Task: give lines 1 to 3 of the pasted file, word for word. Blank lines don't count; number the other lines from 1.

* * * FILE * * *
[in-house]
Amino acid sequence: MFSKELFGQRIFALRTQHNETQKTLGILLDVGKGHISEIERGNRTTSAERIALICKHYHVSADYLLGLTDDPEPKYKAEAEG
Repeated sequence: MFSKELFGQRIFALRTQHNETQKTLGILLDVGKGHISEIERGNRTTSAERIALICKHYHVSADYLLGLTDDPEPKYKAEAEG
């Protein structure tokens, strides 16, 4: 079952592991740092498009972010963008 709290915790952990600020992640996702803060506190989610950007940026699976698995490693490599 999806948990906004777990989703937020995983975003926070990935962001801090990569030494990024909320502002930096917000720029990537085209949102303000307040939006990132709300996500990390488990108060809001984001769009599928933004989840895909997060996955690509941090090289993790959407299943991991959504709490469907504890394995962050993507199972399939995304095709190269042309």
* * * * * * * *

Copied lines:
[in-house]
Amino acid sequence: MFSKELFGQRIFALRTQHNETQKTLGILLDVGKGHISEIERGNRTTSAERIALICKHYHVSADYLLGLTDDPEPKYKAEAEG
Repeated sequence: MFSKELFGQRIFALRTQHNETQKTLGILLDVGKGHISEIERGNRTTSAERIALICKHYHVSADYLLGLTDDPEPKYKAEAEG